CAN Manny Pacquiao save Philippine pool from the doldrums?
The Philippines was once considered the hotbed of pool, hosting world championships and several other major international tournaments – be it sanctioned by the World Pool-Billiard Association or plainly invitational events joined in by world champions.
Over the last 16 years, the country witnessed the emergence of Filipinos becoming world champions – Efren “Bata” Reyes (1999 World 9-Ball, 2004 World 8-Ball), Alex Pagulayan (2004 World 9-Ball), Ronnie Alcano (2006 World 9-Ball, 2007 World 8-Ball), Rubilen Amit (2009, 2013 World 10-Ball), Francisco “Django” Bustamante (2010 World 9-Ball), and Dennis Orcollo (2011 World 8-Ball).
But just like in other sports, politics interfered with the growth of the sport considered one of the most popular for Pinoys.
There was a time when pool houses in the metropolis were almost everywhere, brought about by the success of Reyes and Co.
But the Philippines has yet to produce another male champion since Orcollo won in 2011. And the lack of a clear program from the Billiards and Snooker Congress of the Philippines, which has been in turmoil following the continuous power struggle among its leaders, may have contributed to this.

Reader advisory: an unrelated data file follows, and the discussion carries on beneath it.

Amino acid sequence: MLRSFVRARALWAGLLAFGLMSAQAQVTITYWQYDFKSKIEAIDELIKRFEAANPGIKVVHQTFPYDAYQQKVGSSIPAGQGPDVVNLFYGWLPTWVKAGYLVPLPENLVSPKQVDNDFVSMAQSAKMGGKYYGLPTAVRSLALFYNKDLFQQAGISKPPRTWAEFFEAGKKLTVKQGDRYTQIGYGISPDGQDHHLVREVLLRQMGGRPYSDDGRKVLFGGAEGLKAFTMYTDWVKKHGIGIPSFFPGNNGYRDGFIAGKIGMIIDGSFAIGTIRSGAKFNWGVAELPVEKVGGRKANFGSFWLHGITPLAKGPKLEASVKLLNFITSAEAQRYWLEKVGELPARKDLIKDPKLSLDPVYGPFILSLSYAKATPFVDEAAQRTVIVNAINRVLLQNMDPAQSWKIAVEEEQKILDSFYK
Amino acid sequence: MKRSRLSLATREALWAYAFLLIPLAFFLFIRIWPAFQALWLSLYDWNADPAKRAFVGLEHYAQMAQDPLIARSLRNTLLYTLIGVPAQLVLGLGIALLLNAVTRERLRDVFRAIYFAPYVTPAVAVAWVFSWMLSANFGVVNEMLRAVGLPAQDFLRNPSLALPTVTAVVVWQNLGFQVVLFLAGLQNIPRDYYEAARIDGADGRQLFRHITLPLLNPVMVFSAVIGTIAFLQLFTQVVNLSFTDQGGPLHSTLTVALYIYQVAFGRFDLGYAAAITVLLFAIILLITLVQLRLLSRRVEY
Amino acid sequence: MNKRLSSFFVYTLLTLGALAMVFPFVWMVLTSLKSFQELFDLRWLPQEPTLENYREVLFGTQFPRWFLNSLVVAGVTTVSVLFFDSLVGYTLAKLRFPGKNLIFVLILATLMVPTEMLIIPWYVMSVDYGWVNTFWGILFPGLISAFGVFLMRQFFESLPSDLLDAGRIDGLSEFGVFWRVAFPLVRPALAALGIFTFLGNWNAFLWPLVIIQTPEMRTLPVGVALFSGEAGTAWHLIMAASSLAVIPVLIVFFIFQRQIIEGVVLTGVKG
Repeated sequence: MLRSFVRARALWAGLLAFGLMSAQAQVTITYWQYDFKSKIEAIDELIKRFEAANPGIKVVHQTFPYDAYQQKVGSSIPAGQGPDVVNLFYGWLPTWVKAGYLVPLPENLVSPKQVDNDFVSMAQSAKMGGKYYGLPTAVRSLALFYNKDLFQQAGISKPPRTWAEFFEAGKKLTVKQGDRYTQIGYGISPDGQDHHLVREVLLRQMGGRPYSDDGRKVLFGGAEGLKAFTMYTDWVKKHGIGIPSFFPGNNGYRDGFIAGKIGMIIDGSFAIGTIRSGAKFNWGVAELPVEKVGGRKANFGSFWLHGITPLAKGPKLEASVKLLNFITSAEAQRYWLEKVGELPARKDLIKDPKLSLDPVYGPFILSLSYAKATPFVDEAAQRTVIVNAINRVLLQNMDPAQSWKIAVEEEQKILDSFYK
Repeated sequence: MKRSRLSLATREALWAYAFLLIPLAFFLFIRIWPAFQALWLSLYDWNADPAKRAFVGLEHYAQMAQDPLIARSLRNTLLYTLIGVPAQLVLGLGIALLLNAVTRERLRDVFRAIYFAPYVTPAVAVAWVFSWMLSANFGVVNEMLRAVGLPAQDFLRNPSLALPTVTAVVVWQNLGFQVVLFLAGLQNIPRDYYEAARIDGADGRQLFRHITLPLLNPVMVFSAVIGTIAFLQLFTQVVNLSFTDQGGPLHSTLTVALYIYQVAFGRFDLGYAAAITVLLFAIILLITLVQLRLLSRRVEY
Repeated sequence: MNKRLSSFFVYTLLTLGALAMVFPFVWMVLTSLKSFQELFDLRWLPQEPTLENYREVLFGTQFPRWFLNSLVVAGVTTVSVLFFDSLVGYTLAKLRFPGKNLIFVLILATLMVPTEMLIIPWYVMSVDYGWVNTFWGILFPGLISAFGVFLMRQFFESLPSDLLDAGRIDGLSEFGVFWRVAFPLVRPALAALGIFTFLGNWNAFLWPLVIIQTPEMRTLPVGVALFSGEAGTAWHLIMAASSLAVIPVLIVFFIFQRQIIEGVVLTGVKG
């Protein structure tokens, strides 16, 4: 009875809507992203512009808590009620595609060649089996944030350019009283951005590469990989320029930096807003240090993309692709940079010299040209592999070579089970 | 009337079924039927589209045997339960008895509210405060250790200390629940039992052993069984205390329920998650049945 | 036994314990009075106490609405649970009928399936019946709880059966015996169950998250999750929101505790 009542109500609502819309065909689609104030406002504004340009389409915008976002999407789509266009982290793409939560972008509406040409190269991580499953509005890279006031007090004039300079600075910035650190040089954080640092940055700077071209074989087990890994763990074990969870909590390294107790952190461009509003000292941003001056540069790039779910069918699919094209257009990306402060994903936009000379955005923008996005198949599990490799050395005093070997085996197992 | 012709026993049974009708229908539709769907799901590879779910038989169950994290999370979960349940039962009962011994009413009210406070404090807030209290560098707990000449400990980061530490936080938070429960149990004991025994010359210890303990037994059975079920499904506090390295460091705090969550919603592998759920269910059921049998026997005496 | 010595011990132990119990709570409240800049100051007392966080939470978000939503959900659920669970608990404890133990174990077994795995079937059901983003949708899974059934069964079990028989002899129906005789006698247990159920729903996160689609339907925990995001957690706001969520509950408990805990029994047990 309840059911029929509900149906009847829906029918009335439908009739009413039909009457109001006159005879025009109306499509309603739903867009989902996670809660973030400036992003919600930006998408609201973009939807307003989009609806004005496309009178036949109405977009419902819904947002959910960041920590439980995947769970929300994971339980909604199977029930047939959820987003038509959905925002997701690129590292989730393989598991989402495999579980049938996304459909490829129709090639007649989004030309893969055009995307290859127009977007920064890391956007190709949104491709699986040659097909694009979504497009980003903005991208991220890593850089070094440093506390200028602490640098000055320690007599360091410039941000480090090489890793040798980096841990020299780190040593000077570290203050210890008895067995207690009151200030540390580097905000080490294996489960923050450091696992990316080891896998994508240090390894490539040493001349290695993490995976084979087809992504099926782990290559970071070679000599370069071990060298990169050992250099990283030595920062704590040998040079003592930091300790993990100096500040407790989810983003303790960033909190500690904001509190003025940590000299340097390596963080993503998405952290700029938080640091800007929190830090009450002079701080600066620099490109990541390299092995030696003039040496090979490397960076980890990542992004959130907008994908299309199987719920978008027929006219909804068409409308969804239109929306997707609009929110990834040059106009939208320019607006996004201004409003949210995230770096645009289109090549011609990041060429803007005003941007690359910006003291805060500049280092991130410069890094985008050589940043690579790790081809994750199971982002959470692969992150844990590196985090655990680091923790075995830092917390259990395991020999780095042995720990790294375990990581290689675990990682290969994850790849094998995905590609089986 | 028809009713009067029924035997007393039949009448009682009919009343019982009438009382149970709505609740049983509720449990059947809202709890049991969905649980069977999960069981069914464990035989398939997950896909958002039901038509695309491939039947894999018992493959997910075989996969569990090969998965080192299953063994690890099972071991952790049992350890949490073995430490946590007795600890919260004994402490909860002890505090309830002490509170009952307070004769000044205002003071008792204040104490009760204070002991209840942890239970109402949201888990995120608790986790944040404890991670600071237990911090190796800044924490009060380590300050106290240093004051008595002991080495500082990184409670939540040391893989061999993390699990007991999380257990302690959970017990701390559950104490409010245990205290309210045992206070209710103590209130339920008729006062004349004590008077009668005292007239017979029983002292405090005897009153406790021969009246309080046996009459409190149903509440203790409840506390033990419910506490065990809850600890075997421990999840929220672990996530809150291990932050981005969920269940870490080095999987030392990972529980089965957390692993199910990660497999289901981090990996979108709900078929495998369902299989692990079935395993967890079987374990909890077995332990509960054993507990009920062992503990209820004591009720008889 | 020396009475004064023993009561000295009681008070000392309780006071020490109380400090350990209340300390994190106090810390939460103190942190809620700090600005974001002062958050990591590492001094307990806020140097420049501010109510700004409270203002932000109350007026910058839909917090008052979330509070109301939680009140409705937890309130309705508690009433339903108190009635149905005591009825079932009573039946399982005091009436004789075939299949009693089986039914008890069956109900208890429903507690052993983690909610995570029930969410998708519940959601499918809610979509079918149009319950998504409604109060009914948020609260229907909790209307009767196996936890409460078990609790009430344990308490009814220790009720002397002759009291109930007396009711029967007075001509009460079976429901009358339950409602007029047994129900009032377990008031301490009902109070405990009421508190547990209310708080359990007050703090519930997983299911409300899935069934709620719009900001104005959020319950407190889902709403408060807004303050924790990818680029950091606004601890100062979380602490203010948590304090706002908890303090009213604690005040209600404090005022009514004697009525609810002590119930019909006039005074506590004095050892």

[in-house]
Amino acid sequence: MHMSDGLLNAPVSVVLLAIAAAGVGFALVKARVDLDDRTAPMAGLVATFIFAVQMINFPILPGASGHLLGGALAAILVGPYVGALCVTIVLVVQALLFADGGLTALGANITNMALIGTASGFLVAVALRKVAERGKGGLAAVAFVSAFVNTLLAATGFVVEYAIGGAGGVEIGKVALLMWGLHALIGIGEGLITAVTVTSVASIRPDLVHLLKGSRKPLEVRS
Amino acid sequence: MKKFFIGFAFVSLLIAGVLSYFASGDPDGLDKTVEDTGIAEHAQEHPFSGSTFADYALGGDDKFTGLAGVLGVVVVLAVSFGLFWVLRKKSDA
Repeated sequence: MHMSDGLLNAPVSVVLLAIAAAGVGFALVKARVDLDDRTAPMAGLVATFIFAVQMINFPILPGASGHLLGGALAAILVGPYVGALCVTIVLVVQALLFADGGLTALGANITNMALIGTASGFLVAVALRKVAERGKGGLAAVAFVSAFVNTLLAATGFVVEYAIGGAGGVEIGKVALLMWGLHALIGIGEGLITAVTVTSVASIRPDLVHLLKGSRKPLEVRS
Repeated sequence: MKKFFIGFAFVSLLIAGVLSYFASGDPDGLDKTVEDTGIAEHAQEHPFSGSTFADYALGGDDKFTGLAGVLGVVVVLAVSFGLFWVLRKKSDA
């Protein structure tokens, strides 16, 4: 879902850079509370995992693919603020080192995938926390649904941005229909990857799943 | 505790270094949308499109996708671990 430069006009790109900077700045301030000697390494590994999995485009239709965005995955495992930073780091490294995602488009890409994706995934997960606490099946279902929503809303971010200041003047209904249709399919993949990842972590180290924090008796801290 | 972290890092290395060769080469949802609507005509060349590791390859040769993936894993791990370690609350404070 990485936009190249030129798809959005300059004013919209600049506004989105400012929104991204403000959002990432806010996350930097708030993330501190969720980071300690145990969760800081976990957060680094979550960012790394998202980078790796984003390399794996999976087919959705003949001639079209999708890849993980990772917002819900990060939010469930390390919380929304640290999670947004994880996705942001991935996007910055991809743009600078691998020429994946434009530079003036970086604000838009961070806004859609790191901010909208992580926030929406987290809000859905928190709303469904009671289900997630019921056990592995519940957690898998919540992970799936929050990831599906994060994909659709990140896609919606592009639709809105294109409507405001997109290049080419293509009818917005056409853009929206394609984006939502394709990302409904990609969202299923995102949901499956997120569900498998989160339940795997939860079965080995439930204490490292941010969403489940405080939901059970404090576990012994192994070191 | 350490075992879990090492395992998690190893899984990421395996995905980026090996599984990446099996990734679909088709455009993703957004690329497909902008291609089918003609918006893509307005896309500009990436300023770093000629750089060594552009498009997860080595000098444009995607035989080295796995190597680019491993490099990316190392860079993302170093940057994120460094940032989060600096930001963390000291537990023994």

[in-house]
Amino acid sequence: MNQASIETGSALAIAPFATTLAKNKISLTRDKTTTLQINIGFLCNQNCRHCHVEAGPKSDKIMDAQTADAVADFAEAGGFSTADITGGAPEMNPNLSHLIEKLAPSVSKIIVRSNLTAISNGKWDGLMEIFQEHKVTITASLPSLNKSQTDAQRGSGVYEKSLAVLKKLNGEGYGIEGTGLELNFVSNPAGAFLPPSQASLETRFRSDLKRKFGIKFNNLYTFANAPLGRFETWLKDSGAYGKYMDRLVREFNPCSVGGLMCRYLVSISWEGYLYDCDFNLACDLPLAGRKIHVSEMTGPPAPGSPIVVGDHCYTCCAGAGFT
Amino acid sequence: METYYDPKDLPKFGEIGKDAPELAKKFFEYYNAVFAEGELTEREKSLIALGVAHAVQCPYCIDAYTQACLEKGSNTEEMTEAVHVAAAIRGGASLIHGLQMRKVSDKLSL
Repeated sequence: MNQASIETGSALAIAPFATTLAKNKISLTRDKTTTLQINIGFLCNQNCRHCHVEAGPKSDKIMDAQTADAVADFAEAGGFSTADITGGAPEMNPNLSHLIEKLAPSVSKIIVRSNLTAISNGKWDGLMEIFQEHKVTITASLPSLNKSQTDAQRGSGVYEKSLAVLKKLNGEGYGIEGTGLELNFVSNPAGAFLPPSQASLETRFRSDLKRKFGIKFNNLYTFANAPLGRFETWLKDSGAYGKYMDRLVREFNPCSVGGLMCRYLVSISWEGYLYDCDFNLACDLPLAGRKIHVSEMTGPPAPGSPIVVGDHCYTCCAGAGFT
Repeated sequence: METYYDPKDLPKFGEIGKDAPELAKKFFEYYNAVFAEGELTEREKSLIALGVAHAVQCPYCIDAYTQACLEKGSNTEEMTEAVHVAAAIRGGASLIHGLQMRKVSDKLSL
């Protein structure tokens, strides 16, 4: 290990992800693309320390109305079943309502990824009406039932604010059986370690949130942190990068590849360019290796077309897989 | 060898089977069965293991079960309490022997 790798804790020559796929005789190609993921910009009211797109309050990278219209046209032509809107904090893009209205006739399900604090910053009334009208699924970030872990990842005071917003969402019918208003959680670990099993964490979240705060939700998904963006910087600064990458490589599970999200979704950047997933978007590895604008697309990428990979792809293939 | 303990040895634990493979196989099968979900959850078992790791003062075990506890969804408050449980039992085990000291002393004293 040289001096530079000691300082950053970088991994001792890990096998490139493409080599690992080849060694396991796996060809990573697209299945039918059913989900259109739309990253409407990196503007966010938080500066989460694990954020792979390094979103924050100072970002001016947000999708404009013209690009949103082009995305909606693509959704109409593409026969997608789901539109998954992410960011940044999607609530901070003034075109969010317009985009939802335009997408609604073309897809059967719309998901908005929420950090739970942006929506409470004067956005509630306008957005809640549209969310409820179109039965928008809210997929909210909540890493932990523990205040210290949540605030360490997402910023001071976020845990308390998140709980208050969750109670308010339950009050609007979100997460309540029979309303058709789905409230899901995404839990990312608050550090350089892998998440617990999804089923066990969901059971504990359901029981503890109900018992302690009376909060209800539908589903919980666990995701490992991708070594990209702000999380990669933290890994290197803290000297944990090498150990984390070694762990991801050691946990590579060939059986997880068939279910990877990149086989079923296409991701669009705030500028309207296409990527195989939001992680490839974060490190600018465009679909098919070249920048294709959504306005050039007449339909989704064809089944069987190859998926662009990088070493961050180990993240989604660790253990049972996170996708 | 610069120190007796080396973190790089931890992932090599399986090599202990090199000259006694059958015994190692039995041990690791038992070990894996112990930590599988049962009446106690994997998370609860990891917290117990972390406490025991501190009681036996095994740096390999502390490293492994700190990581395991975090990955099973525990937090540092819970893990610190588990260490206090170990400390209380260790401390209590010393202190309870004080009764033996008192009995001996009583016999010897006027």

No major WPA-sanctioned events were held since 2011, and the last time was the World Ten Ball Championship, presented by Raja Sports. In 2008, the group of Yen Makabenta was able to bring in the World Ten Ball Championship and owned the license of holding such an event over the next five years.
But the boycott made by handlers of crack pool players such as Reyes, Bustamante, Orcollo, Lee Van Corteza, Gandy Valle and other rising stars, among others, tarnished the luster of pool’s richest event, where $400,000 was at stake during the inaugural staging of the WTBC in 2008 at the World Trade Center.
Suddenly, sponsors shied away from supporting the event, even if it was a world-sanctioned tournament.
For four years, Philippine pool is in a hiatus, but local cue artists and enthusiasts can now look forward to the revival of the sport made possible by boxing icon Manny Pacquiao.
Sports needs heroes and a hero like Pacquiao could revitalize the dying sport that was once active, alive and successful.
Pacquiao has partnered with the World Pool Association in the staging of the World Ten Ball Championship (a ranking tour event that brings in past and present champions and the top 32 players from all over the world) beginning Feb. 15 at the SM Convention Center in General Santos City. Participants will dispute the total prize fund of $200,000, with the champion taking home the lion’s share of $40,000.
Filipino cue artists have been longing for this. Now, they’re bracing for the revival of Philippine pool — and possibly the making of future world champions and the staging of more world championship events.
And it took a world champion to bring in a world championship event in the Philippines. Way to go, Manny.